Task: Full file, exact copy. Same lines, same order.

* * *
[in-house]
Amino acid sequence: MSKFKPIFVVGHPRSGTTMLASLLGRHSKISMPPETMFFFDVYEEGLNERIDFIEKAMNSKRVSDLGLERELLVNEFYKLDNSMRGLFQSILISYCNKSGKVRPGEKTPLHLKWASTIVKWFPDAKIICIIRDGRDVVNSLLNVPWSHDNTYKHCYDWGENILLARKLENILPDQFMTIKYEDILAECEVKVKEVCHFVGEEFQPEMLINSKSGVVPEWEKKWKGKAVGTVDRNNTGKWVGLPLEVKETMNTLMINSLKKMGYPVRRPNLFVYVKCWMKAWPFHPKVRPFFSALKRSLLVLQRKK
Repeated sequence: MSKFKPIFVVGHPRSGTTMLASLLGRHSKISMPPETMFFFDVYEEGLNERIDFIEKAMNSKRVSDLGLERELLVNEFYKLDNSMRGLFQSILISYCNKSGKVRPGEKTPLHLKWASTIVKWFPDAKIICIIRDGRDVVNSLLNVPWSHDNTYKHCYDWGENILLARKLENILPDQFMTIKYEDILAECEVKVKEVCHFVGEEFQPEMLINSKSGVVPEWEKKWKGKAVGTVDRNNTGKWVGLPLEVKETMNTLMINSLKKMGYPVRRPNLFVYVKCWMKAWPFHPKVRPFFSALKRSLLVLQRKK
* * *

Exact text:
[in-house]
Amino acid sequence: MSKFKPIFVVGHPRSGTTMLASLLGRHSKISMPPETMFFFDVYEEGLNERIDFIEKAMNSKRVSDLGLERELLVNEFYKLDNSMRGLFQSILISYCNKSGKVRPGEKTPLHLKWASTIVKWFPDAKIICIIRDGRDVVNSLLNVPWSHDNTYKHCYDWGENILLARKLENILPDQFMTIKYEDILAECEVKVKEVCHFVGEEFQPEMLINSKSGVVPEWEKKWKGKAVGTVDRNNTGKWVGLPLEVKETMNTLMINSLKKMGYPVRRPNLFVYVKCWMKAWPFHPKVRPFFSALKRSLLVLQRKK
Repeated sequence: MSKFKPIFVVGHPRSGTTMLASLLGRHSKISMPPETMFFFDVYEEGLNERIDFIEKAMNSKRVSDLGLERELLVNEFYKLDNSMRGLFQSILISYCNKSGKVRPGEKTPLHLKWASTIVKWFPDAKIICIIRDGRDVVNSLLNVPWSHDNTYKHCYDWGENILLARKLENILPDQFMTIKYEDILAECEVKVKEVCHFVGEEFQPEMLINSKSGVVPEWEKKWKGKAVGTVDRNNTGKWVGLPLEVKETMNTLMINSLKKMGYPVRRPNLFVYVKCWMKAWPFHPKVRPFFSALKRSLLVLQRKK